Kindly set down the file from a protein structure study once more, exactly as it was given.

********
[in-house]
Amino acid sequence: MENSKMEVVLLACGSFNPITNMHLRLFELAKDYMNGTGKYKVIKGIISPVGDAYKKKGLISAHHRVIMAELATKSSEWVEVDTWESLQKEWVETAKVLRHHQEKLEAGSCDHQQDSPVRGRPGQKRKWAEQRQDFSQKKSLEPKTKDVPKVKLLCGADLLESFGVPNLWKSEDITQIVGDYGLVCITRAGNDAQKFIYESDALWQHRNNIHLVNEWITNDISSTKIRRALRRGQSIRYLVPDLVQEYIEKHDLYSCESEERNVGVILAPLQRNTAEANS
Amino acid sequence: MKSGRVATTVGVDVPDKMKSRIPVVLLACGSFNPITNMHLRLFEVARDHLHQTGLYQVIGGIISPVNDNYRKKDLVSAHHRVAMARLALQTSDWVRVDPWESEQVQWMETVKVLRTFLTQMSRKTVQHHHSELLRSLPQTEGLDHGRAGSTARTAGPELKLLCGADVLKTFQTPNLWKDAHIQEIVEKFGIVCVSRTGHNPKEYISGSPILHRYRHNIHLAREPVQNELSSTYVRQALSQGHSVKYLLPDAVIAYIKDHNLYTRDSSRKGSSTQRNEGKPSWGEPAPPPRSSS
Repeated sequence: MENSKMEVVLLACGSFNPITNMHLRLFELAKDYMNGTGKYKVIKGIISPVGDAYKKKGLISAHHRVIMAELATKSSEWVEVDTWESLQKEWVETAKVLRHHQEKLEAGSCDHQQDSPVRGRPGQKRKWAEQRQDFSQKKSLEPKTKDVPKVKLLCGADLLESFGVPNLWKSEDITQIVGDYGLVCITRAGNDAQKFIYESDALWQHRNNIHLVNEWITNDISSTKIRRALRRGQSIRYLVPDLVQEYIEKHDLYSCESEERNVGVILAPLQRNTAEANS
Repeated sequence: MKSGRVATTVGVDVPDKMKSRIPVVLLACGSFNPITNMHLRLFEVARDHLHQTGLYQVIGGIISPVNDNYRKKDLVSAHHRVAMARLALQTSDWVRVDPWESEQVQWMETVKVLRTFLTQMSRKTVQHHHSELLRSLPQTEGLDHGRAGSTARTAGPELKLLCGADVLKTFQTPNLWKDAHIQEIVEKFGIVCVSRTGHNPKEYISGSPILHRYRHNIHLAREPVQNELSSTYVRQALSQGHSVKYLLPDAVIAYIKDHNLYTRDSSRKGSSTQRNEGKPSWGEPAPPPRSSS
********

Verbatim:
[in-house]
Amino acid sequence: MENSKMEVVLLACGSFNPITNMHLRLFELAKDYMNGTGKYKVIKGIISPVGDAYKKKGLISAHHRVIMAELATKSSEWVEVDTWESLQKEWVETAKVLRHHQEKLEAGSCDHQQDSPVRGRPGQKRKWAEQRQDFSQKKSLEPKTKDVPKVKLLCGADLLESFGVPNLWKSEDITQIVGDYGLVCITRAGNDAQKFIYESDALWQHRNNIHLVNEWITNDISSTKIRRALRRGQSIRYLVPDLVQEYIEKHDLYSCESEERNVGVILAPLQRNTAEANS
Amino acid sequence: MKSGRVATTVGVDVPDKMKSRIPVVLLACGSFNPITNMHLRLFEVARDHLHQTGLYQVIGGIISPVNDNYRKKDLVSAHHRVAMARLALQTSDWVRVDPWESEQVQWMETVKVLRTFLTQMSRKTVQHHHSELLRSLPQTEGLDHGRAGSTARTAGPELKLLCGADVLKTFQTPNLWKDAHIQEIVEKFGIVCVSRTGHNPKEYISGSPILHRYRHNIHLAREPVQNELSSTYVRQALSQGHSVKYLLPDAVIAYIKDHNLYTRDSSRKGSSTQRNEGKPSWGEPAPPPRSSS
Repeated sequence: MENSKMEVVLLACGSFNPITNMHLRLFELAKDYMNGTGKYKVIKGIISPVGDAYKKKGLISAHHRVIMAELATKSSEWVEVDTWESLQKEWVETAKVLRHHQEKLEAGSCDHQQDSPVRGRPGQKRKWAEQRQDFSQKKSLEPKTKDVPKVKLLCGADLLESFGVPNLWKSEDITQIVGDYGLVCITRAGNDAQKFIYESDALWQHRNNIHLVNEWITNDISSTKIRRALRRGQSIRYLVPDLVQEYIEKHDLYSCESEERNVGVILAPLQRNTAEANS
Repeated sequence: MKSGRVATTVGVDVPDKMKSRIPVVLLACGSFNPITNMHLRLFEVARDHLHQTGLYQVIGGIISPVNDNYRKKDLVSAHHRVAMARLALQTSDWVRVDPWESEQVQWMETVKVLRTFLTQMSRKTVQHHHSELLRSLPQTEGLDHGRAGSTARTAGPELKLLCGADVLKTFQTPNLWKDAHIQEIVEKFGIVCVSRTGHNPKEYISGSPILHRYRHNIHLAREPVQNELSSTYVRQALSQGHSVKYLLPDAVIAYIKDHNLYTRDSSRKGSSTQRNEGKPSWGEPAPPPRSSS